Honey is white, gold, amber, and dark. In another classification according to color, there are six standards; honey is classified from light water white to black amber. Apart from the known honey colors; It is also possible to come across different colors depending on the source. In the US, North Carolina, there is “blue honey” of unknown origin.

  • According to the moisture content of honey

There are three sections: 1st, 2nd, 3rd class honey types. 1st class honey have low moisture content; they have the highest value. This feature is considered as the most important quality criterion in honeys to be stored. The highest water content that can be included in the 1st, 2nd and 3rd class honey types are 17%, 18%, and 20% respectively.

Composition Substances:

  • Water
  • Sugars
  • Fructose
  • Glucose
  • Sucrose
  • Maltose and reduced sugars
  • High Sugars
  • Acids
  • Raw protein
  • Ash
  • Trace elements

Detailed Information About the Ingredients of Honey Composition


  • Amount of Moisture in Honey

Fermentation does not start if the sugars, which provide the typical sweetness and usefulness of honey, are sufficiently high in concentration. Fermentation may occur when the water content is 18.5% or higher. Acetic acid and carbon dioxide formed as a result of fermentation spoil the taste and color of honey. The maximum water content in the honey was 21%. In general, mountain honey contains less moisture than plain honey. Excess moisture indicates that the honey is not ripe or that water is added from outside. This creates the danger of surface fermentation in honey.



  • Carbohydrates in Honey

Honey is a carbohydrate and 95-99.9% of its solids are sugars. Of the 15 types of sugar in honey, 9 were found to be exact, but 6 were found in some researches. Honey contains the most fructose and glucose. It is known that these two monosaccharides (simple sugars), which give the taste of honey, occur as a result of the exchange of sucrose in the plant extracts with the invertase enzyme or the separation of sucrose into fructose and glucose. The sweetness, moisture absorption, energy value and other physical properties of honey come from these two sugars.

The amount of sucrose in honey varies according to the degree of ripening of honey and the composition of nectar; very early harvested immature honey contains large amounts of sucrose.

  • Enzymes in Honey

Honey is rich in enzymes. Mainly known honey enzymes; amylase (diastase), invertase (sucrose), catalase, phosphatase as well as ascorbic acid and glucose oxidizing agent. Some of the enzymes are composed of nectar and the secretion of aphids on the leaves, and the majority of them are the salivary gland secretions of bees.

Invertase (Saccharose) enzyme is responsible for most of the chemical changes in the conversion of nectar to honey. It converts nectarisaccharose into fructose and glucose. Glycosoxidase, one of the important honey enzymes, acts on glucose and forms hydrogen peroxide and glycocholate. The antibacterial effect of honey is also due to the hydrogen peroxide formed.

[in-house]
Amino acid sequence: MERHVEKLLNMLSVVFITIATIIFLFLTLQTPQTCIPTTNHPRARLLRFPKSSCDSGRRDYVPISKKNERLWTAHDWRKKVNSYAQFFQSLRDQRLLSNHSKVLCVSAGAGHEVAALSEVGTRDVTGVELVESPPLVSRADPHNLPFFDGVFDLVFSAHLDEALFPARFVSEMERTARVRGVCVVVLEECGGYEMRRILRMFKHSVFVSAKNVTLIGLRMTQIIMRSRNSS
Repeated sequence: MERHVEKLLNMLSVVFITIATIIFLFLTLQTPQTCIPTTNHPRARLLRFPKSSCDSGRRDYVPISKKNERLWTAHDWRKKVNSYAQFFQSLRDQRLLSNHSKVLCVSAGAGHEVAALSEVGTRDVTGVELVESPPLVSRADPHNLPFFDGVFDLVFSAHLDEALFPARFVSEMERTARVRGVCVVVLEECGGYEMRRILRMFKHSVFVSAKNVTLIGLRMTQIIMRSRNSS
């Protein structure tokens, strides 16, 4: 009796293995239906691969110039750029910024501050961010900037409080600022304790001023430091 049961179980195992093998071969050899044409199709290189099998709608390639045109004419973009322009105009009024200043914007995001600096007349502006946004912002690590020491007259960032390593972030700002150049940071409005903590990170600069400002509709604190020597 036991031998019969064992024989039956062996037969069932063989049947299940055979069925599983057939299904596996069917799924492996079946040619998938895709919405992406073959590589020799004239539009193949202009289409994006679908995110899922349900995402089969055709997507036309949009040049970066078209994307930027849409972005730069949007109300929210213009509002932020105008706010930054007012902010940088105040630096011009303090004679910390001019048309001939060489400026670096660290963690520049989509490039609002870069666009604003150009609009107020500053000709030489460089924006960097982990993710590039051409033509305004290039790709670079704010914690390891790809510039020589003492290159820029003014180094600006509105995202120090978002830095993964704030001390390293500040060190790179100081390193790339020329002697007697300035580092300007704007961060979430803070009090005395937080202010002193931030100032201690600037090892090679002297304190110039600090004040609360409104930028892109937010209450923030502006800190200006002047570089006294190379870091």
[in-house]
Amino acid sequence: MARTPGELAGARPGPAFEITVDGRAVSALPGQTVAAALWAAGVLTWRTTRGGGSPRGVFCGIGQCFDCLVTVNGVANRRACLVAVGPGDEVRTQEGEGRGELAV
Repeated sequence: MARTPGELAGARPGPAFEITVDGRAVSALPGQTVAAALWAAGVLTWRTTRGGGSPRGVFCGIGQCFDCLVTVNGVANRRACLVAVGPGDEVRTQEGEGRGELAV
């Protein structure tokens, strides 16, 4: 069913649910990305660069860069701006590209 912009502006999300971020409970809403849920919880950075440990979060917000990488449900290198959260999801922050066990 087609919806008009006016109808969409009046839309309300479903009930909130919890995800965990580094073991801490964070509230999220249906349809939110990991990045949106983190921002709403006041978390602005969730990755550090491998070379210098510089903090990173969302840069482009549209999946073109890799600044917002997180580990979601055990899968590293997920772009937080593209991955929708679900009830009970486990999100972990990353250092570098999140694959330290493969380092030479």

In honey, the lysozyme enzyme also has an antibacterial effect. In addition to these, honey contains Chocin which the body can only produce in small amounts. Therefore, this substance should be given to the body two to three grams per day. Chocin regulates the fat metabolism of the liver and prevents this organ from binding fat.

  • Acids in Honey

The most common acid component in honey is glyconic acid, which is produced by the activity of the enzyme glycosoxidase. The source of other acids is not known. While the acidity of honey increases its stability against microorganisms; By adding formic acid to honey, bees help to ripen honey. It has been reported that the amount of acid responsible for the low pH of honey comes from the formic acid that bees inject from the needle into these eyes before the honey eyes are glazed. Honey generally show acidic reactions and pH is between 3.5-5.5.

The determination of the high acid value in honey indicates that the honey is fermented over time, that is, alcohol is converted to acetic acid by bacterial effects. Honey contains acetic, butyric, citric, formic, lactic, malic, succinic, glyconic, oxalic, capric, tannic, tartaric and valeric acids. The source of other acids in honey other than glyconic acid is not known.



  • Proteins in Honey

Nitrogenous substances are approximately 0.3% in flower honey and around 1% in secretory honey. High levels of nitrogenous substances in flower honey show that it is mixed with secretion honey. Determination of proteins in honey is important in terms of whether it is natural or artificial and in terms of nutrition.